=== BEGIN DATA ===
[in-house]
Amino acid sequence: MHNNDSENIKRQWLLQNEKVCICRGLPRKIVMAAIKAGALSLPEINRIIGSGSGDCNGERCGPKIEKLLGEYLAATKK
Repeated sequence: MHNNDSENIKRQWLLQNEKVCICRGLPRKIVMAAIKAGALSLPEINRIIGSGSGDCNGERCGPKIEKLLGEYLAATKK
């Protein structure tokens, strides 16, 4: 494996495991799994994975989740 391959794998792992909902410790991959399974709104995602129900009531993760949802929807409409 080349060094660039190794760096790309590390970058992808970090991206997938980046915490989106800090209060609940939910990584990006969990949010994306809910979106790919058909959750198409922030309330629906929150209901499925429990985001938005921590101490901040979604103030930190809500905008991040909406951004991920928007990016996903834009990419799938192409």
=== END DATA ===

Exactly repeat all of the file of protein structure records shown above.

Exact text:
[in-house]
Amino acid sequence: MHNNDSENIKRQWLLQNEKVCICRGLPRKIVMAAIKAGALSLPEINRIIGSGSGDCNGERCGPKIEKLLGEYLAATKK
Repeated sequence: MHNNDSENIKRQWLLQNEKVCICRGLPRKIVMAAIKAGALSLPEINRIIGSGSGDCNGERCGPKIEKLLGEYLAATKK
């Protein structure tokens, strides 16, 4: 494996495991799994994975989740 391959794998792992909902410790991959399974709104995602129900009531993760949802929807409409 080349060094660039190794760096790309590390970058992808970090991206997938980046915490989106800090209060609940939910990584990006969990949010994306809910979106790919058909959750198409922030309330629906929150209901499925429990985001938005921590101490901040979604103030930190809500905008991040909406951004991920928007990016996903834009990419799938192409």